PLEASE NOTE: This is NOT about the use of eval(), it is about the potential quality (or lack thereof) of a book it is used and taught in. SO already has countless threads about eval() in Python.
Risking to invite the wrath and downvotes of SO, I nonetheless decided to ask this question, just in case. Please bear with me. I've tried Google and SO itself for this specific question (as you will see) and got nothing. I might be blind, though.
This question is about the use of the notorious eval() function.
There is a relatively well-known (and well-reviewed, as you can see) book by John Zelle: http://www.amazon.com/Python-Programming-Introduction-Computer-Science/dp/1590282418/ref=pd_sim_b_3
Technically, it is a CS1 book which uses Python as the programming language. Fair enough, that kind of takes some responsibility off of the author's shoulders ("Hey, I'm trying to teach you something broad here, not all these syntax and security details"), but when I started reading it I noticed, in literally the very first example, the use of
x = eval(input("Enter your number: "))
where x should be an int and thus we need to convert user input into an int.
I'm using Python 2.7.4 and the book is about Python 3, so I faced quite a lot of problems with print() and input() and eval() right from the very beginning and had to do some research to get the examples to work. In the course of my research, I've read countless opinions about eval() in Python (mostly here on SO) which boil down to it being almost always bad, a security risk, an unnecessary technical overhead and so on. The questions of the users were a lot more elaborate (there was one about using eval() when doing a wxPython project), so I can't vouch for total similarity between my case and their cases, but still...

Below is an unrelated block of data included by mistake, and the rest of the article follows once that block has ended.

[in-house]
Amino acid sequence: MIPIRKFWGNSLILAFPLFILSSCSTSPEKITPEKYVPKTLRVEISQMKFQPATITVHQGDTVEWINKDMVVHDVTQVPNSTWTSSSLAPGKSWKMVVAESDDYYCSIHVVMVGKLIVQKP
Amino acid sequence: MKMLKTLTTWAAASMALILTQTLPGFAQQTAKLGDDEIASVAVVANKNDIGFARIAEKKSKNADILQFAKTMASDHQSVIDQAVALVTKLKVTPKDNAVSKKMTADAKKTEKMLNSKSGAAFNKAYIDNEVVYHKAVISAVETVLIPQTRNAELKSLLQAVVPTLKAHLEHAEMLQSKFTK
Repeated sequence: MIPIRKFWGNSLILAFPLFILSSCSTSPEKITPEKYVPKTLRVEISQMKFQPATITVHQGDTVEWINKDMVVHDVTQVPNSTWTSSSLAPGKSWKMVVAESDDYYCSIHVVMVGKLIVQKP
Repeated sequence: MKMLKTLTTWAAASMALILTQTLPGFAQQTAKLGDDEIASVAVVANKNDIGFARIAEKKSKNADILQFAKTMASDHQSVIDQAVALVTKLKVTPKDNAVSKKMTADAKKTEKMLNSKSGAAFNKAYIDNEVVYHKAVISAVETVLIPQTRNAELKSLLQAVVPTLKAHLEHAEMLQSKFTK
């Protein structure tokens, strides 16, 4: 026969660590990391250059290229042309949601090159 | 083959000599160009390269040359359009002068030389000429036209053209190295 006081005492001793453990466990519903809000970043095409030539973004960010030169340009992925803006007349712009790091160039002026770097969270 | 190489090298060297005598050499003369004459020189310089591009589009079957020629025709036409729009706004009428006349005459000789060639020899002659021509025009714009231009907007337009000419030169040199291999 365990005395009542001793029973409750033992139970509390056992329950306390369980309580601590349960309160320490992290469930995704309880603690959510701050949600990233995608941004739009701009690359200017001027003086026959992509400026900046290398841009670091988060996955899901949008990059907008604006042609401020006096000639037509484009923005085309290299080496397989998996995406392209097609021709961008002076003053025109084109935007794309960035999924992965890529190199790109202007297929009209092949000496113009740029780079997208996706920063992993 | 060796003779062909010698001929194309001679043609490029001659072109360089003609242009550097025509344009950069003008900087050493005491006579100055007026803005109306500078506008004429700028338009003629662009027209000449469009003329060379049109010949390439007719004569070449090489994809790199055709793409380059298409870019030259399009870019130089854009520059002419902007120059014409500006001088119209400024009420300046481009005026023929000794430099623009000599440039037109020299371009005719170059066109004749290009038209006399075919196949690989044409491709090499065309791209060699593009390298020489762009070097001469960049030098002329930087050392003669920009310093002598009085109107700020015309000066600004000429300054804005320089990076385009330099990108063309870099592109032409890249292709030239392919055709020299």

So, I admit, I'm not too far into the book, but I've reached the point where, a bit later on, the author explained the use of eval() with no reference to its controversial nature whatsoever. He basically said what I just said: we need x to eventually be an int, so here's a handy way to do that. And he seems to be using it ever after.
My question is this: if, right from the beginning, an author makes such a mistake (or is it NOT a mistake? I might be missing something here), is it a book worth learning from? I believe Mr. Zelle is a great teacher of CS, and it shows, but whether he wants it or not, people will still learn Python from his book as well, in addition to algorithms and the art of programming. So is it worth learning Python from a book which stays silent over such a seemingly universal issue in the Python community? I don't want Mr. Zelle to be a Python hacker and uncover all of its secrets, but little details like these can make or break someone who's self-teaching/self-learning. What will your advice be with regards to this learning material?
P.S. On the other hand, making me do quite a bit of research and experimentation (unwittingly) right from the start is pretty cool :-)